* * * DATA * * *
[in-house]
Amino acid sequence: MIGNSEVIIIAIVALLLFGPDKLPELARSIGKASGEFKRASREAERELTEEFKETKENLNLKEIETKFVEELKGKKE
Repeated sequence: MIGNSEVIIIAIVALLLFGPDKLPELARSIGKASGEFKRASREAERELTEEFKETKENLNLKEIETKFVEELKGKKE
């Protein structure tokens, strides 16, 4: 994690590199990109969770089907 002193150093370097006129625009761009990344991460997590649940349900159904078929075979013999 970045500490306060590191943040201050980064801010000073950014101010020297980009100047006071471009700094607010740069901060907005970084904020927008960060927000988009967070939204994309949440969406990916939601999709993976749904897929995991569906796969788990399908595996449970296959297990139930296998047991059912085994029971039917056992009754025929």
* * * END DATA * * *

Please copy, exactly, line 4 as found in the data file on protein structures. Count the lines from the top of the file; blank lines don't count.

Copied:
């Protein structure tokens, strides 16, 4: 994690590199990109969770089907 002193150093370097006129625009761009990344991460997590649940349900159904078929075979013999 970045500490306060590191943040201050980064801010000073950014101010020297980009100047006071471009700094607010740069901060907005970084904020927008960060927000988009967070939204994309949440969406990916939601999709993976749904897929995991569906796969788990399908595996449970296959297990139930296998047991059912085994029971039917056992009754025929």